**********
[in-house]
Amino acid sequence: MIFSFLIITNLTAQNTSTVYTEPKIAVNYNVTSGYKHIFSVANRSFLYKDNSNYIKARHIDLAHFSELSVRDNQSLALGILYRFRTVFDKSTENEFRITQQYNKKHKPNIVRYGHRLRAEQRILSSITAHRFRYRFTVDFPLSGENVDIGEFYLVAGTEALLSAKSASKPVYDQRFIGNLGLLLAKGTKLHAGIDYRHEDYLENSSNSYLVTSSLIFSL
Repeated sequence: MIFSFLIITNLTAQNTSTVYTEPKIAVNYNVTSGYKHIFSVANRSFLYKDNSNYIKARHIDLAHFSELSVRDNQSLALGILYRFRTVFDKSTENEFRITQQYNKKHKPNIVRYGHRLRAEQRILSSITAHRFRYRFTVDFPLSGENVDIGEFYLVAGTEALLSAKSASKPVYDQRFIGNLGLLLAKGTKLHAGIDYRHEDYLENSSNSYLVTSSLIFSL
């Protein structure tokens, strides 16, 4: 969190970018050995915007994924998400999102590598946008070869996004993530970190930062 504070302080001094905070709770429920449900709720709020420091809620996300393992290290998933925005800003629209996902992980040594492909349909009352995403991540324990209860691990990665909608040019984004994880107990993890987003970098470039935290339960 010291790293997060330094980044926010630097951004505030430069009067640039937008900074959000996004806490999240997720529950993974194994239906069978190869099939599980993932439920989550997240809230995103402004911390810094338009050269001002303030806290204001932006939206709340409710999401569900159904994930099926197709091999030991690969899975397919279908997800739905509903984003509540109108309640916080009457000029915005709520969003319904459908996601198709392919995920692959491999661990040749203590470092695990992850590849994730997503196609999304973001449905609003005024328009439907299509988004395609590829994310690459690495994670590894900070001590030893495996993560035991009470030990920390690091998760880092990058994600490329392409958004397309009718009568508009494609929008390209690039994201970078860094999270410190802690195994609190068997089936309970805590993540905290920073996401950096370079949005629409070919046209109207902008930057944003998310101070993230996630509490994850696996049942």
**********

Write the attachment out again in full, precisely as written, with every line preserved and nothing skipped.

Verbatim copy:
[in-house]
Amino acid sequence: MIFSFLIITNLTAQNTSTVYTEPKIAVNYNVTSGYKHIFSVANRSFLYKDNSNYIKARHIDLAHFSELSVRDNQSLALGILYRFRTVFDKSTENEFRITQQYNKKHKPNIVRYGHRLRAEQRILSSITAHRFRYRFTVDFPLSGENVDIGEFYLVAGTEALLSAKSASKPVYDQRFIGNLGLLLAKGTKLHAGIDYRHEDYLENSSNSYLVTSSLIFSL
Repeated sequence: MIFSFLIITNLTAQNTSTVYTEPKIAVNYNVTSGYKHIFSVANRSFLYKDNSNYIKARHIDLAHFSELSVRDNQSLALGILYRFRTVFDKSTENEFRITQQYNKKHKPNIVRYGHRLRAEQRILSSITAHRFRYRFTVDFPLSGENVDIGEFYLVAGTEALLSAKSASKPVYDQRFIGNLGLLLAKGTKLHAGIDYRHEDYLENSSNSYLVTSSLIFSL
């Protein structure tokens, strides 16, 4: 969190970018050995915007994924998400999102590598946008070869996004993530970190930062 504070302080001094905070709770429920449900709720709020420091809620996300393992290290998933925005800003629209996902992980040594492909349909009352995403991540324990209860691990990665909608040019984004994880107990993890987003970098470039935290339960 010291790293997060330094980044926010630097951004505030430069009067640039937008900074959000996004806490999240997720529950993974194994239906069978190869099939599980993932439920989550997240809230995103402004911390810094338009050269001002303030806290204001932006939206709340409710999401569900159904994930099926197709091999030991690969899975397919279908997800739905509903984003509540109108309640916080009457000029915005709520969003319904459908996601198709392919995920692959491999661990040749203590470092695990992850590849994730997503196609999304973001449905609003005024328009439907299509988004395609590829994310690459690495994670590894900070001590030893495996993560035991009470030990920390690091998760880092990058994600490329392409958004397309009718009568508009494609929008390209690039994201970078860094999270410190802690195994609190068997089936309970805590993540905290920073996401950096370079949005629409070919046209109207902008930057944003998310101070993230996630509490994850696996049942």